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Procedures to Follow After COVID-19 Exposure

Healthcare professionals who have been exposed should follow different procedures based on how exposure occurred and how well they were protected.

COVID-19 Exposure

What Should Healthcare Professionals Do When They Have Been Exposed to COVID-19?

According to the AMA:

“Health care professionals in any of the risk exposure categories (high, medium, low or no risk) who develop signs or symptoms compatible with COVID-19 must contact their established point of contact (public health authorities or their facility's occupational health program) for medical evaluation prior to returning to work.”

“Facilities could consider allowing asymptomatic health care professionals who have had an exposure to a patient with COVID-19 to continue to work after options to improve staffing have been exhausted and in consultation with their occupational health program.”

What should healthcare professionals do if they performed a procedure on a patient with COVID-19?

If a health professional was not wearing proper PPE (their eyes, nose, or mouth were not protected) and was present in the room or performed a procedure that generated higher concentrations of respirator secretions, they are at high-risk.

The CDC recommends monitoring for COVID-19 until 14 days after the last potential exposure. These individuals should also be excluded from work during the monitoring period. If a fever or respiratory symptoms consistent with COVID-19 develop, immediately self-isolate and notify your local or state public health authority and health care facility promptly.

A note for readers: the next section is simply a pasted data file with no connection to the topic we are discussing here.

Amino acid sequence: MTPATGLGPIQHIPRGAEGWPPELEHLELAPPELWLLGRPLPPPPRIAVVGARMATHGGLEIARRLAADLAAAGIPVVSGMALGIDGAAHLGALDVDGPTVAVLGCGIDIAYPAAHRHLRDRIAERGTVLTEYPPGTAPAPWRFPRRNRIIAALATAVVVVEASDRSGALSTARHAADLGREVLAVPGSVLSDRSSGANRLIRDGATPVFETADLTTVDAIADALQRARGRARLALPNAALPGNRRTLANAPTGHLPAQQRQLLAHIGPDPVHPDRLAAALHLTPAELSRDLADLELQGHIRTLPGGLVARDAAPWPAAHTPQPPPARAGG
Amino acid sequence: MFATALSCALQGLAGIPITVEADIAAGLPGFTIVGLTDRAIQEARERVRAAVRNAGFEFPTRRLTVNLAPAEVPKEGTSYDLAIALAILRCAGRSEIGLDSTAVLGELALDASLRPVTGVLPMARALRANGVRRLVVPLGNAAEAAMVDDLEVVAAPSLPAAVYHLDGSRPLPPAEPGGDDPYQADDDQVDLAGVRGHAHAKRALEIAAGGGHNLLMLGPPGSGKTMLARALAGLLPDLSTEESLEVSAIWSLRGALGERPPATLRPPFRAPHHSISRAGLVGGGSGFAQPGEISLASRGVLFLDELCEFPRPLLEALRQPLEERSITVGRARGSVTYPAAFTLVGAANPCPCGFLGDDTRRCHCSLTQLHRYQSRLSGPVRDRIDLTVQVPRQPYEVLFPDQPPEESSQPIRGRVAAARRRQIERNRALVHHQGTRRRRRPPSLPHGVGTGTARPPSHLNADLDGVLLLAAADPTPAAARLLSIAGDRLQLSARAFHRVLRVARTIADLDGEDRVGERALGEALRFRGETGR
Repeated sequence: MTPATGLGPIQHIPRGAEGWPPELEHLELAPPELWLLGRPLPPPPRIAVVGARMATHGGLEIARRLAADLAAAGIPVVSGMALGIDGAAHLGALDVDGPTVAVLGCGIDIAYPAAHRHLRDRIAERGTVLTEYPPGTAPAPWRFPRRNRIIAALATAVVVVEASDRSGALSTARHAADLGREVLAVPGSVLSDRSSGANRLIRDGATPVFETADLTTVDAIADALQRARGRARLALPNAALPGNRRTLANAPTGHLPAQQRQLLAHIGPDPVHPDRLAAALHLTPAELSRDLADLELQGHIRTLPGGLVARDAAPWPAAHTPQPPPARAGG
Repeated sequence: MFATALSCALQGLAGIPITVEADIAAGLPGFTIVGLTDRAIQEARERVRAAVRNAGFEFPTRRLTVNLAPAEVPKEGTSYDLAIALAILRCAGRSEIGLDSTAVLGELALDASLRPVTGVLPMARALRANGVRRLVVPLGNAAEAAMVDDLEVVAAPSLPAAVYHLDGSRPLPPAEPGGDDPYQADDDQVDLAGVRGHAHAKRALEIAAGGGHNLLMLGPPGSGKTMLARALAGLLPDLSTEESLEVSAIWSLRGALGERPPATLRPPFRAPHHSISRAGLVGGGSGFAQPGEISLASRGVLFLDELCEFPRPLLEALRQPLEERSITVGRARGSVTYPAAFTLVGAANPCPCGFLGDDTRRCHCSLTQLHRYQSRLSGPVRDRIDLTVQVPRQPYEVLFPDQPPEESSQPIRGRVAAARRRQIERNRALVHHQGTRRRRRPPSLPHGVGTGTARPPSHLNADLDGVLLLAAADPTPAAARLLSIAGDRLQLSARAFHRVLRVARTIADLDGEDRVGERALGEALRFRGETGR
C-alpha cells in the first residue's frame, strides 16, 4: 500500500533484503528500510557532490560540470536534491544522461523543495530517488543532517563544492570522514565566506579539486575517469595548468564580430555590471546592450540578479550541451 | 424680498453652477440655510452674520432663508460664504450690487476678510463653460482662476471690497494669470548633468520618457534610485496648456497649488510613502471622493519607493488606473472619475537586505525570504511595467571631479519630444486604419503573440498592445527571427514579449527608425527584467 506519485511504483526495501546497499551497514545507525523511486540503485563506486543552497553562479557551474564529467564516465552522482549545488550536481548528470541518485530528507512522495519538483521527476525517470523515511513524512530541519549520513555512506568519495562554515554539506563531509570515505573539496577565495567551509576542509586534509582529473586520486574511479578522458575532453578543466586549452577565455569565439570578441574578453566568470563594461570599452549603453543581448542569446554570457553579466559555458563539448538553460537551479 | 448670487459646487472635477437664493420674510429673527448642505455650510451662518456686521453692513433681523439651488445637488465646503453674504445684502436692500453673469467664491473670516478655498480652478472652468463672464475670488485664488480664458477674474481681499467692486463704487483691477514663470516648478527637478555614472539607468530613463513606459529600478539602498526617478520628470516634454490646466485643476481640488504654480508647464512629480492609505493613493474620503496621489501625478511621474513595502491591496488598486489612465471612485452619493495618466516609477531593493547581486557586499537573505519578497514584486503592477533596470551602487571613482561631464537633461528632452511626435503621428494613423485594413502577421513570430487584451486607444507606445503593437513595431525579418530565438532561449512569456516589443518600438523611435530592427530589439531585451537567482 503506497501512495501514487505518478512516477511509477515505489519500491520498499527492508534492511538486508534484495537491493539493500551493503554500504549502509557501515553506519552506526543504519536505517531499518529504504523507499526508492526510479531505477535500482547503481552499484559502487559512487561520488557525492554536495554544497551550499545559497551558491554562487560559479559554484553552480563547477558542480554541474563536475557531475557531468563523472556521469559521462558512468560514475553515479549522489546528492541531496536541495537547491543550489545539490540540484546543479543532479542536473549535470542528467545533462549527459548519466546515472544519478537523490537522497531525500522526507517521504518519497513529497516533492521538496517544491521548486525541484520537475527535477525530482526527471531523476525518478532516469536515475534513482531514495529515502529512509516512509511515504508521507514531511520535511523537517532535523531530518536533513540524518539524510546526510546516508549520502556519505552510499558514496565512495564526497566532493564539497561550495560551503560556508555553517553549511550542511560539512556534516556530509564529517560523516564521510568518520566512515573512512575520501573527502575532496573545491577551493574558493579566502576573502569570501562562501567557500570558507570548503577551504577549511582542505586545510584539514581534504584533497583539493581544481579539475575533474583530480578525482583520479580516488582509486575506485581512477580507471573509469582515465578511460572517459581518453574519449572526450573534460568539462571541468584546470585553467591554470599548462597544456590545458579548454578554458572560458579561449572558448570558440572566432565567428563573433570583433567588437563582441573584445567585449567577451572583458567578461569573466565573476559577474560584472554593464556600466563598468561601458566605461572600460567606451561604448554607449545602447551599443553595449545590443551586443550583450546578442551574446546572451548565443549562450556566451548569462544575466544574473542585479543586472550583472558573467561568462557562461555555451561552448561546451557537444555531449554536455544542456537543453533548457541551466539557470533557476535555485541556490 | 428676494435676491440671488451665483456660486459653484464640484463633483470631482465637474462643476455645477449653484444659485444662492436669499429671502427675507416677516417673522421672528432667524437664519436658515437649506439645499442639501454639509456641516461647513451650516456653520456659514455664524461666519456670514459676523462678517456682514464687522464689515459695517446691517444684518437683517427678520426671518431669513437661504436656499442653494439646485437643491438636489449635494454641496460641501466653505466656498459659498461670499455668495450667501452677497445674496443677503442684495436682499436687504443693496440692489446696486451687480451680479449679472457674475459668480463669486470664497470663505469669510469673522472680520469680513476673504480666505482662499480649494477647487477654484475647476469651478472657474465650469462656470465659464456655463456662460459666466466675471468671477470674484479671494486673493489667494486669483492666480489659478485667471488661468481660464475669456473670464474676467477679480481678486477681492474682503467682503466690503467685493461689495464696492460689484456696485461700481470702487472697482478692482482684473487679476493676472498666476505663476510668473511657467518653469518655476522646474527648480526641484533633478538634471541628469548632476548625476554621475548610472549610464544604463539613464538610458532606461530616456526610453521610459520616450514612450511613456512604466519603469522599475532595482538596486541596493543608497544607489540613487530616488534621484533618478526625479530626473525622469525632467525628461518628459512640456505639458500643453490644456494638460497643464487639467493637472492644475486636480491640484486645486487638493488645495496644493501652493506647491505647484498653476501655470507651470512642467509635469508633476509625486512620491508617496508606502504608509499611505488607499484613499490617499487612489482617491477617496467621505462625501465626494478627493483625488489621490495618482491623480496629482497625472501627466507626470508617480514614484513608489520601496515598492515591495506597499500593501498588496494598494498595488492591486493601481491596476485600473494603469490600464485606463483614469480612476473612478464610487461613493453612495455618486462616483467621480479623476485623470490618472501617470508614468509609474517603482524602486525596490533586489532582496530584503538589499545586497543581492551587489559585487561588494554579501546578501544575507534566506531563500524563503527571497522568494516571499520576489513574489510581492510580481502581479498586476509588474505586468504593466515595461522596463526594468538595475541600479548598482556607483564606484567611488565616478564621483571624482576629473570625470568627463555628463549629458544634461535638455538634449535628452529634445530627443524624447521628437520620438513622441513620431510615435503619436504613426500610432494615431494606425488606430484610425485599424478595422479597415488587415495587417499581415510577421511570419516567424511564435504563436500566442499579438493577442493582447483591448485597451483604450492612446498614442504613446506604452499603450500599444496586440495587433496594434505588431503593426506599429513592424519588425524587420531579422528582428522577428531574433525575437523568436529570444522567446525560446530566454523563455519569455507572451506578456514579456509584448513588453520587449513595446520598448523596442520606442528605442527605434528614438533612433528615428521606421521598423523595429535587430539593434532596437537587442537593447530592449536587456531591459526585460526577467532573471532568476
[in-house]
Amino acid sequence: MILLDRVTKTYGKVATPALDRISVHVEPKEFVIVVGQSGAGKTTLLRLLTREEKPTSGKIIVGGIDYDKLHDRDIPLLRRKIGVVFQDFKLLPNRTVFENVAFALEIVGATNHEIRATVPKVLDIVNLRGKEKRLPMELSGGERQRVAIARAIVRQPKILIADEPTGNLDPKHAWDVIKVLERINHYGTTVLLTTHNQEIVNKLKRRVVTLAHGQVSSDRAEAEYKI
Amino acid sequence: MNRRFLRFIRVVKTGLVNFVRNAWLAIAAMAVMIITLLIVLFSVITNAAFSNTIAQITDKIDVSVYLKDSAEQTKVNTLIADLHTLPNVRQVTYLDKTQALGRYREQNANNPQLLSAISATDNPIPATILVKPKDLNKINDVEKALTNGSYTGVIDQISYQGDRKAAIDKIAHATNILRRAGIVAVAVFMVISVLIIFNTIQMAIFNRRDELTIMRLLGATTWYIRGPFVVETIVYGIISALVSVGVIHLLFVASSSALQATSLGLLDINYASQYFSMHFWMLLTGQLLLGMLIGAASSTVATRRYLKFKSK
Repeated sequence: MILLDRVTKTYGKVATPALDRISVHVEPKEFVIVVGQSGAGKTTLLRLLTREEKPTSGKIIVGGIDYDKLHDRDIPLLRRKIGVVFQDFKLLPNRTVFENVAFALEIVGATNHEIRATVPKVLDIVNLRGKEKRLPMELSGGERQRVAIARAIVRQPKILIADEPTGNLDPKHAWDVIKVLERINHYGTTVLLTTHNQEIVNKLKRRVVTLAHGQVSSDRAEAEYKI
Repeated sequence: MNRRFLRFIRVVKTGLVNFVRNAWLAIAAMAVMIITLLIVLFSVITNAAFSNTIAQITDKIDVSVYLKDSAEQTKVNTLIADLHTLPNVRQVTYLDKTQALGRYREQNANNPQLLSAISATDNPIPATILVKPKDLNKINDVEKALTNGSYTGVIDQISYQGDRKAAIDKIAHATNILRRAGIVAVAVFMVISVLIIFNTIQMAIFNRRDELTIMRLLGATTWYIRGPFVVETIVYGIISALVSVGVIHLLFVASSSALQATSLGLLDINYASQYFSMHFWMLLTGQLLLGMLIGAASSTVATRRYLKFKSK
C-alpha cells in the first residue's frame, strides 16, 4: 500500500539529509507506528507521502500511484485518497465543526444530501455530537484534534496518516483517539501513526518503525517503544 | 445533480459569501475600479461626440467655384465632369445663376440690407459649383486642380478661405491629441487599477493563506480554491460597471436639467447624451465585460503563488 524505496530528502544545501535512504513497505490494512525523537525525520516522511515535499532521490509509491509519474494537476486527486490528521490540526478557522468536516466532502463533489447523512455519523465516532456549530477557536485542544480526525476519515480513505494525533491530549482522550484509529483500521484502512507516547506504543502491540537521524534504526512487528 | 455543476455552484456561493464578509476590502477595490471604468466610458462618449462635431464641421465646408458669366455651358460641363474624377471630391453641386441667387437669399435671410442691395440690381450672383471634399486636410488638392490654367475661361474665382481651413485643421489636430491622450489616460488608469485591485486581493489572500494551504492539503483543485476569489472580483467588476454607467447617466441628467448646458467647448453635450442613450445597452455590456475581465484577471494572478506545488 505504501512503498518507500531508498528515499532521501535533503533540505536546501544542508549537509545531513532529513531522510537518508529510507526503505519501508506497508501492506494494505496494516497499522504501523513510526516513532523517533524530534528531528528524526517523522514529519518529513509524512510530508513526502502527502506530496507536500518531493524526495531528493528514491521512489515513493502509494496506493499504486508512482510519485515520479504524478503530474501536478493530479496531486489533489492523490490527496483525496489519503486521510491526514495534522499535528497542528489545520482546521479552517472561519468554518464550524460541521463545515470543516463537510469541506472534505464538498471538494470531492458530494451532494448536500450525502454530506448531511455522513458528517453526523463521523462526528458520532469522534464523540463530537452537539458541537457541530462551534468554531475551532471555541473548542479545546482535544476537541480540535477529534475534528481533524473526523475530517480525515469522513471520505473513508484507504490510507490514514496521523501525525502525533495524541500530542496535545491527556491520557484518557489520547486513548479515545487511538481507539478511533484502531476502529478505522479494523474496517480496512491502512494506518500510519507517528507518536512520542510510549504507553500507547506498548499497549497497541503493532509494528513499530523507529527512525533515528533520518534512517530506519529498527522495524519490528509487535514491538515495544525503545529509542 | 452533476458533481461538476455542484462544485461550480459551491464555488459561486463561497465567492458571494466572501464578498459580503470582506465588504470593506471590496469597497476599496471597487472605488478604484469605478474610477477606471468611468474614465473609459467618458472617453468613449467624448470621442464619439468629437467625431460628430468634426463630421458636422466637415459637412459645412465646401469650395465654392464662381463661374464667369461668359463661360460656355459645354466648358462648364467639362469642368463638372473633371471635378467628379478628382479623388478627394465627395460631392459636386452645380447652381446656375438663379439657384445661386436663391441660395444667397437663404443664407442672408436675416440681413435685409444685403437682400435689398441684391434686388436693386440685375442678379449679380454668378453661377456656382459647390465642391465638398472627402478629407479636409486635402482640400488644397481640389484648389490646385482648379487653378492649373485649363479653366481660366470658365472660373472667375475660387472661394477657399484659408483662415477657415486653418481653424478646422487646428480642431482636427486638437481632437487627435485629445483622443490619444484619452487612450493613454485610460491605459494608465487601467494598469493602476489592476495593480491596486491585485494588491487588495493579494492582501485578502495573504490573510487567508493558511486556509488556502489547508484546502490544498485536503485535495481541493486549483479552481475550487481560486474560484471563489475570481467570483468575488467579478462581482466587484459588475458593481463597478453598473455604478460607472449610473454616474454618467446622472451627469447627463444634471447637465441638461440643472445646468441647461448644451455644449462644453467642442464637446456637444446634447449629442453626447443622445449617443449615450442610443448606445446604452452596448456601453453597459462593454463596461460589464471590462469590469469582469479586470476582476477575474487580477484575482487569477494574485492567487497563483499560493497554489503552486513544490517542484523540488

What should healthcare professionals do if they have come into close contact with a patient who has been diagnosed with COVID-19?

If a health professional had close contact with a patient with COVID-19 where the patient was wearing a facemask, but the health care provider was not wearing a facemask or respirator, the CDC recommends that the health care provider be actively monitored for COVID-19 and be excluded from work for 14 days after the last exposure. If a fever or respiratory symptoms consistent with COVID-19 develop, immediately self-isolate and notify your local or state public health authority and health care facility promptly.

A physician wearing all recommended PPE including a facemask or respirator while having close contact with a patient who was also wearing a facemask should take your temperature twice a day and remain alert for respiratory symptoms consistent with COVID-19.

Brief Interactions/Contact

Regardless of whether the patient?with COVID-19 was wearing a facemask, a health professional should self-monitor until 14 days after last potential exposure. No work restrictions for asymptomatic individuals is needed.

Additional Resources

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